See Panerai watches on eBay here.Read more ›
The new watches have the same 40mm width, but a slightly different shape of case and a new "maxi dial." Like the other new Submariners and GMT Master II, the dial has larger hands and hour indicators. Plus, the lume should glow blue. Another wonderful addition to the steel Submariners is the ceramic bezel. Rolex calls it "Cerachrom," and they do it probably better than anyone else. The ceramic has a beautiful tone and is very crisp-looking. Compared to the ceramic bezel on the GMT Master II, the Submariner bezels are a more of a matte finish.
See Piaget watches on eBay here.Read more ›
The government will eventually ground all the remaining U-2 planes - even though they are still being used for limited missions today. Why? Unmanned spy drones and orbital spy satellites have become more useful, much more useful. While I will never call a super cool spy plane is obsolete, the U-2 is a historical token of the ingenuity that the need for secrecy can create, and will eventually be only a reminder of the past. But they still have a good 5-10 years in them. I want you to check out the two cockpit images. One is of an original U-2 cockpit, and the other is of a more modern one with upgraded instrumentation. Notice that even with more reliance on computers and screen, there are still analog instrument. Cause the bottom line is, electronics can fail, and in many events people trust mechanical things more. So a watch like the Bremont U-2 not only looks like it belongs in the plane, but is useful to wear while in it as well.Read more ›
Wearing an Hublot watch will be more than just about the design and the movement - but will also have a little bit of each event or activity the JCB has aligned the brand with. I mention this concept to him and he smiles. The connection being obvious to him as it was his intention all along. Hublot is a lifestyle, not just a watch. Hublot owners want to life the Hublot ideal. To be like its ambassadors, to think of the events it partners with each time they look at the watch. Is there a little bit of World Cup in each glance at your Big Bang? To many there may be. JCB is strangely quiet about the topic of endorsements and further brand connections. Though he does smirk at my questions. I can tell he has a lot more planned up his sleeve for the future.
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If you would have asked me before I visited SIHH 2010 what brand would have impressed me the most, I don't think that Cartier would have been one of my top choices. The maker of high-end watches usually focuses on the jewelry side of watch making more than the complex mechanical side. At least it used to be that way. Part of their current and future goals is to assert themselves as a true master watch maker. As such, SIHH was filled with interesting and complex watches. Of course not all of their watches are going to be so complex, but they are going to from now on, focus on a haute horology collection for serious collectors. My favorite in this new collection is the Rotonde de Cartier Astrotourbillon watch (Cartier Rotonde Astrotourbillon).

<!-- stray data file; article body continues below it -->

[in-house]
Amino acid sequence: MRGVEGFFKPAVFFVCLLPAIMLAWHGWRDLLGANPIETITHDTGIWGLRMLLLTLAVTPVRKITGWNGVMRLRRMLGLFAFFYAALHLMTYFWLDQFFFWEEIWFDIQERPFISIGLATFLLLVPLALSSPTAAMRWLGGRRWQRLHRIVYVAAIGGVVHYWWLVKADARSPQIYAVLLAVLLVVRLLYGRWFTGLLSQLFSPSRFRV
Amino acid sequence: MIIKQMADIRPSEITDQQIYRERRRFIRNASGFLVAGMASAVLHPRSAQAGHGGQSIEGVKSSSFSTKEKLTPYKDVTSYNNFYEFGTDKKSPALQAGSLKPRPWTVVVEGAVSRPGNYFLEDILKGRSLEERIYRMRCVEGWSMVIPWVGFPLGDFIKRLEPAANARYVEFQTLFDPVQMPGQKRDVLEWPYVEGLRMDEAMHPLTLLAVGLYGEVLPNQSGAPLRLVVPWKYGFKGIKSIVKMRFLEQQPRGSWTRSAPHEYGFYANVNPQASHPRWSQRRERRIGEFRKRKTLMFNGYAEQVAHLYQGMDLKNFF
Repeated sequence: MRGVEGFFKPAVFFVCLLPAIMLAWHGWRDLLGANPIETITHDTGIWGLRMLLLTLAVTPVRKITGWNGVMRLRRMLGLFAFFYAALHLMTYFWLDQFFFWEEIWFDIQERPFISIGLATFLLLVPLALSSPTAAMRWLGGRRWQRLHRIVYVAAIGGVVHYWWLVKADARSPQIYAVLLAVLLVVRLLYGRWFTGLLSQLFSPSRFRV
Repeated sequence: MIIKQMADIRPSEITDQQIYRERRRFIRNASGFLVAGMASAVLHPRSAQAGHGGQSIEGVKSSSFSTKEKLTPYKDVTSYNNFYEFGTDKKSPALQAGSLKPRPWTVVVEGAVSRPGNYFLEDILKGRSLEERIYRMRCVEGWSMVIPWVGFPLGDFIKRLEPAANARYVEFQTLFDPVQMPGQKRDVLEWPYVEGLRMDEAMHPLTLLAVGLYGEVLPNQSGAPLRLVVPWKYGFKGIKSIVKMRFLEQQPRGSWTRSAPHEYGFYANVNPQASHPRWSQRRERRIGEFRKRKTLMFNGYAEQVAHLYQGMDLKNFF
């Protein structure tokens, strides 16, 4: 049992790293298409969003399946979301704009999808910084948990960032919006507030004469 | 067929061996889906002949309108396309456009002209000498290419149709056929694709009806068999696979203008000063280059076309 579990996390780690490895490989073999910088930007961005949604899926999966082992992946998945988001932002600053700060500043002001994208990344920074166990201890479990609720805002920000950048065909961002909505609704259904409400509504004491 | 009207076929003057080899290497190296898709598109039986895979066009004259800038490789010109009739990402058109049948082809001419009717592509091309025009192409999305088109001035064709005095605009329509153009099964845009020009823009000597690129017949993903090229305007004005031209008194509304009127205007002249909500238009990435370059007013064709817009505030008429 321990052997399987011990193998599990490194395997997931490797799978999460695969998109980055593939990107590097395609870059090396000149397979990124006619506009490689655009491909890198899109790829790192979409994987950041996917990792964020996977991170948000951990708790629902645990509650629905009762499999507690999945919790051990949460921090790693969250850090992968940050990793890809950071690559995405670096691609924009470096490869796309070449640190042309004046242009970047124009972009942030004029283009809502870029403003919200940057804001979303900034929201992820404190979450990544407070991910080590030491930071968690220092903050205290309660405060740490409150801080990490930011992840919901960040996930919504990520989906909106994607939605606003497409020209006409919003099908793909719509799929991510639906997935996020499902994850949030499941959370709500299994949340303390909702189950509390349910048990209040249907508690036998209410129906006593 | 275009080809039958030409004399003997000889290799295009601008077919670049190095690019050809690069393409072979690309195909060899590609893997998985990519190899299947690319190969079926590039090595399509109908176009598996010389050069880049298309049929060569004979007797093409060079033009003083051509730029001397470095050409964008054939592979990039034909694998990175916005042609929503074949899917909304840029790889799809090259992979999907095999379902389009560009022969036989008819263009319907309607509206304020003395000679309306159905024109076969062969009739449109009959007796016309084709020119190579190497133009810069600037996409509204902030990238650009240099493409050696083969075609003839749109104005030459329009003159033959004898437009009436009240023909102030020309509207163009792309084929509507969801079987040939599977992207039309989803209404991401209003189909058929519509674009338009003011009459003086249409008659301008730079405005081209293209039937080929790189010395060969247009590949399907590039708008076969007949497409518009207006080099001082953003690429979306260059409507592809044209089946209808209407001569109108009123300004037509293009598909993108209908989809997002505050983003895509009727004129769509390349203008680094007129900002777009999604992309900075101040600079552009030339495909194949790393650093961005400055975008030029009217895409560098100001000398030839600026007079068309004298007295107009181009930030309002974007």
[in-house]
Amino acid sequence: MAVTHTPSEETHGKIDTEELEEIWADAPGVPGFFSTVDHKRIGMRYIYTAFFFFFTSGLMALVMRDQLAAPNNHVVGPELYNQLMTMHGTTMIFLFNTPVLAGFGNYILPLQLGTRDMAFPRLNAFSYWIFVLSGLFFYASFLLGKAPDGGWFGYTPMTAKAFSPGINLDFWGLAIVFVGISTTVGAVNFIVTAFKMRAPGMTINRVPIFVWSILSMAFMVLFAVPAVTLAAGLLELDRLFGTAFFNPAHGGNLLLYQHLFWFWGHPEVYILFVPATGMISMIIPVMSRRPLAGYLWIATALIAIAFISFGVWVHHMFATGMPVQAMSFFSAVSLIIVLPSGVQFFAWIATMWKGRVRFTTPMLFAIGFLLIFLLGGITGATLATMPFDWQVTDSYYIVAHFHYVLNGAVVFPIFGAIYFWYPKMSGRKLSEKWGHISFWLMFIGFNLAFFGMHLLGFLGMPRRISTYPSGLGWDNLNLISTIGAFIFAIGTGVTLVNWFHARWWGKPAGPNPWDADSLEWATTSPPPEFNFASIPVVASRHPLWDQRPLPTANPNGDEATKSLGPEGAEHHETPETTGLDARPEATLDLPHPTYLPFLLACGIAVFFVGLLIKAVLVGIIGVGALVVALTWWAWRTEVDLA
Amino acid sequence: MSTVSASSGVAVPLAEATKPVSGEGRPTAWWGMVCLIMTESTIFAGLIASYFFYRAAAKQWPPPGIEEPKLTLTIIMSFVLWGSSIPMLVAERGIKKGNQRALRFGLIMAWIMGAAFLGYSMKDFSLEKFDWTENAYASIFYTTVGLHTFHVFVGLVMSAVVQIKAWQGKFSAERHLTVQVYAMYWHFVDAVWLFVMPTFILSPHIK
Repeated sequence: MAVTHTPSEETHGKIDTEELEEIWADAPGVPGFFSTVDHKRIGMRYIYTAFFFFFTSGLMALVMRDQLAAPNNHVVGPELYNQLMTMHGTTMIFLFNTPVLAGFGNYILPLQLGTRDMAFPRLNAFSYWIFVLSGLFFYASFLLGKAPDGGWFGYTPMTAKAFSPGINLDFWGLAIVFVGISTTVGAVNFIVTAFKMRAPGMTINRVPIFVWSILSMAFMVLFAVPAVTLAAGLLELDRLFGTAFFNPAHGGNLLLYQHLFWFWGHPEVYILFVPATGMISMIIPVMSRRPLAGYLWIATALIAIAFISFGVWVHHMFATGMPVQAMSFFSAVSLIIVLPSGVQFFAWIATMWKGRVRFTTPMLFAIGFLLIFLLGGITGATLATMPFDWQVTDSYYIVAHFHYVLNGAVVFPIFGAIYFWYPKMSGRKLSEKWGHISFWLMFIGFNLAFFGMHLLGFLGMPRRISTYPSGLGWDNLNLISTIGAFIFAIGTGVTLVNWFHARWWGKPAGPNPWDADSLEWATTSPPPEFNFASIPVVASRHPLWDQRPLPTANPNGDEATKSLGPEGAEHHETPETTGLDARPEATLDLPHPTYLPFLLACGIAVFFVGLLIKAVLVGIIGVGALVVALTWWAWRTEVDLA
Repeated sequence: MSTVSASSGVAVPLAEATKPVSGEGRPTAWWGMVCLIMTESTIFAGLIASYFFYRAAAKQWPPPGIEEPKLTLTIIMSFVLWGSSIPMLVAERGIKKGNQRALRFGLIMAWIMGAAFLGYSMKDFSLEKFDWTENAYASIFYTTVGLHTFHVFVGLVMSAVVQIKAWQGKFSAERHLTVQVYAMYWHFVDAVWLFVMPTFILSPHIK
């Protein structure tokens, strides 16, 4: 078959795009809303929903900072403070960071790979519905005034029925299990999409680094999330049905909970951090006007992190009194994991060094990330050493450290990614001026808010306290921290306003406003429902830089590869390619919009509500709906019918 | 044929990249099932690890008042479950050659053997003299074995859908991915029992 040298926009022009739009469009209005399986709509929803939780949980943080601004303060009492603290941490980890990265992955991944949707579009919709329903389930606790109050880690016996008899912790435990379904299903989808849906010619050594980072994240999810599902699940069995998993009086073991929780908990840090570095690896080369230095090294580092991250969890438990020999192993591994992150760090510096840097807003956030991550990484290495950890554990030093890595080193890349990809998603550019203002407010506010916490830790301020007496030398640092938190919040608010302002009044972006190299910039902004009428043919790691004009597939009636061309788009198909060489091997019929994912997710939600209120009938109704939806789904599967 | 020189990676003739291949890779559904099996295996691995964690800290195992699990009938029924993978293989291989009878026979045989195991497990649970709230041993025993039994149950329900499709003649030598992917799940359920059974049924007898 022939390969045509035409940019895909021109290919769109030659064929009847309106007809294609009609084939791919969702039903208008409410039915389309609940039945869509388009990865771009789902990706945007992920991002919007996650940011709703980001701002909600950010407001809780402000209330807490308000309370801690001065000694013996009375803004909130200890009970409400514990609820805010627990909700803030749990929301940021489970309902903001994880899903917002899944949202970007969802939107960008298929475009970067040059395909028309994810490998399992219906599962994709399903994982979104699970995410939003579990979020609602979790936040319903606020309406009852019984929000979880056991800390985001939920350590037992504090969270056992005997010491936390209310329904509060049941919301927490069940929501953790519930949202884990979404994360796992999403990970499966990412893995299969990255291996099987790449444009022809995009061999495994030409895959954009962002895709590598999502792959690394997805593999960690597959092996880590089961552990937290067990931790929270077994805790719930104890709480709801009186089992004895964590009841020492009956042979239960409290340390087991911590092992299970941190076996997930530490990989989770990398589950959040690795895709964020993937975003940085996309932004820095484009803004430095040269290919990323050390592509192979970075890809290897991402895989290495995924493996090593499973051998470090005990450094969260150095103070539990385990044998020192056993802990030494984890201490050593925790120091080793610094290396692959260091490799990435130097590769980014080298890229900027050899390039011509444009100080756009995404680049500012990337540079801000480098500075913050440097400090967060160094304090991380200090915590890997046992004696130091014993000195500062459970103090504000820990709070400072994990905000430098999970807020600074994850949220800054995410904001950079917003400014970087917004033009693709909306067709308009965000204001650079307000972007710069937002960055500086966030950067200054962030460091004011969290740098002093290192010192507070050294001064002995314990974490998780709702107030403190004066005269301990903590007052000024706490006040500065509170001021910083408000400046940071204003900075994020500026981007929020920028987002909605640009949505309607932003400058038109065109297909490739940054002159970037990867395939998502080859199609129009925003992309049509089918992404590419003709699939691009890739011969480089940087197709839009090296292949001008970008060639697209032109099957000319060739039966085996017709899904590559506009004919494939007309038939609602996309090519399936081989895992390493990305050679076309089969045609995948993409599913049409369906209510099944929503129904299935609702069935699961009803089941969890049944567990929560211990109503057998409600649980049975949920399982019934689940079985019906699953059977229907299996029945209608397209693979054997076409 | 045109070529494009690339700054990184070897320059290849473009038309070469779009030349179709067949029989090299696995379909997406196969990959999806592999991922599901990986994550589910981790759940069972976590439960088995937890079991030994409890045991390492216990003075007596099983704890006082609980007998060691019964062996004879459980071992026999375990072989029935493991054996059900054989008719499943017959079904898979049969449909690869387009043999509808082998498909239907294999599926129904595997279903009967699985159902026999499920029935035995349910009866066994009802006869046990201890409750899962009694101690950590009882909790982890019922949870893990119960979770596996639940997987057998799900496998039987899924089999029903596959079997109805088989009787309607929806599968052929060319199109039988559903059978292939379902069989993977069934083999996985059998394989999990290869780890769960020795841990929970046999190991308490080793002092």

The final watch that will be the RGM Pennsylvania Tourbillon has yet to be released. It will be debuted in the middle of June though. While this isn't the most complex tourbillon in the world, it is nicely made with 100% American elbow grease. The first one ever, and better late to the game than never. So listen to "American the Beautiful" and think of those proud stars and stripes when looking at this new classic looking, thoroughly American calibre. Price starts at ,000 for the watch in a steel case. ,000 in gold, and 5,000 in a platinum case. Ask yourself, how much of a patriotic watch lover are you?
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As much as I love GMT complications, I have to say that the name for this one is just silly. "Ball Engineer Hydrocarbon Magnate GMT." Four proper names plus GMT suffix?
The Tambour watch case has been seeing new life recently in hard to find watches with unique complications. Louis Vuitton is trying to assert themselves a bit as being a more serious watch maker by doing a bit more than placing an ETA movement in a pretty watch. This clever Spin Time GMT watch is a clever take on telling the time, built on top of a base ETA automatic movement (likely a 2893). The module has 12 cubes and turn around showing an Arabic numeral when it is that cubes "turn" to indicate the hour. Consider it an interesting variation on a jumping hour watch. Now, it get a little bit more complex. Each cube has numbers on the top and bottom. These are AM and PM times, but in 24 hour format. So the cube for 2pm, has a "2" on it, and a "14" on the other side of it when it is PM time. Just grasp for a moment the meaning of all that. To tell the time, you first search for the cube with an exposed number, and then track the minute hand traditionally.Read more ›